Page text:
According to reports, the Washington Nationals have their man in Matt Williams. Reports came down yesterday that they are preparing to hire Williams, but the time of the announcement is not known, though it will probably come after the World Series ends with the news breaking on a travel day for the World Series teams.
As I mentioned yesterday, the hire comes with a twist, though a seemingly minor one compared to the fact that Williams is a minority owner in the Arizona Diamondbacks, a team he was third base coach on. Washington would like to hire Williams and try to keep bench coach Randy Knorr in the same capacity.
The word seems to be that Knorr will stay so Washington will have a safety blanket in Knorr, and someone who may mirror Williams’ managerial style. Williams comes from Kirk Gibson in Arizona, whose coaching staff was made up of tough, no-nonsense guys that preach grinding and playing the game the right way. This could could work out nicely for the Nationals, a team that struggled to hold runners on and played very sloppy defense at times.
With their hiring of Williams, Washington follows suit with a trend that has been sweeping the league. Gone are the days of the big name, “superstar” managers a la Sparky Anderson, Earl Weaver and Whitey Herzog. The manager is now much more of a reflection of the front office, working harmoniously with the GM in terms of decision-making with the roster.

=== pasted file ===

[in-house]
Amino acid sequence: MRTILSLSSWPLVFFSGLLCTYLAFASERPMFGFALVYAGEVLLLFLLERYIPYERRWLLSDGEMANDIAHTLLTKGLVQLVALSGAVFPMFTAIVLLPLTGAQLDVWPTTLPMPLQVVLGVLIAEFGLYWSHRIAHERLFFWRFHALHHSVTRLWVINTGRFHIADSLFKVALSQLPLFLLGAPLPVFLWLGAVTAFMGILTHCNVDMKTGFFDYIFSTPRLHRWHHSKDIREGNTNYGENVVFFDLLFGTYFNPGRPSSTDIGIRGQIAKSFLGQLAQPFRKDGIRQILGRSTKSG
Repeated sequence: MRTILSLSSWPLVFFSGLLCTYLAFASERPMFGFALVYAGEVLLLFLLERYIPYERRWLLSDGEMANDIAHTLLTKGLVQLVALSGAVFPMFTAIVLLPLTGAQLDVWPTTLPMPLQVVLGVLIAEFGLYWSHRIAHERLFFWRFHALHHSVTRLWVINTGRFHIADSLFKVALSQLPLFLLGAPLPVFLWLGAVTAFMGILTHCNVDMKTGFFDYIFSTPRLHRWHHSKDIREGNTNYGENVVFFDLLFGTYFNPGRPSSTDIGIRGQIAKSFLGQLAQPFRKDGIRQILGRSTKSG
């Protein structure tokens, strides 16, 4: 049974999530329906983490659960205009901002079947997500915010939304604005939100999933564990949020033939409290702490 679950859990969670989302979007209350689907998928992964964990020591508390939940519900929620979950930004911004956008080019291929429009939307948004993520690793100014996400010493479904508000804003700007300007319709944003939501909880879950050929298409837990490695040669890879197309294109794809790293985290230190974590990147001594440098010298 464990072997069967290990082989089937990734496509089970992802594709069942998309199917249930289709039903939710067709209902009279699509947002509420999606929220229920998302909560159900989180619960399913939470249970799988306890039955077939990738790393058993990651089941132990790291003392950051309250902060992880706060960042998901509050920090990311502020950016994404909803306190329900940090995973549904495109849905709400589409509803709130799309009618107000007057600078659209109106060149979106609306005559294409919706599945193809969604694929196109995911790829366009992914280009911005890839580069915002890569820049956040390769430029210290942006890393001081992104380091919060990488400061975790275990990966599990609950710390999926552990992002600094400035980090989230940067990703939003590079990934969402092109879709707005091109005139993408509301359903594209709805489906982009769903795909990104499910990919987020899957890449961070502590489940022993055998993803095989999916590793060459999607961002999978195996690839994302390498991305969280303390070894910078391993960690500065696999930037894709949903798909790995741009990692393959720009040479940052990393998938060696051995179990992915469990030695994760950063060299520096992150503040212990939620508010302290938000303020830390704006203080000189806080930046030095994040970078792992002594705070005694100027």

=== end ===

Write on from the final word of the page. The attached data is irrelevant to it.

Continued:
There are many more teams now willing to hire a manager with little to no experience because of their personality and ability to connect with players on a personal level, rather than being taskmasters and whipping players into shape.
Mike Matheny, currently managing the St. Louis Cardinals in the World Series, had no previous managing experience prior to being hired before the 2012 season began, and all he has done is go 185-139 in his first two seasons as a skipper. Though his team struggled this season, Robin Ventura won 85 games in his first season at the helm with the Chicago White Sox, and is another example of this.
Obviously, Matheny had a much better roster to work with than Ventura did, but both are good examples of the trend the league is following: hire a manager that can connect with players via personality, and be able to stay out of the way and let their players be themselves.
The trend Washington is following has proven to be a mildly successful one based on team rosters and injuries, and it is definitely one worth following. Plus, Washington got their man, which always makes things better.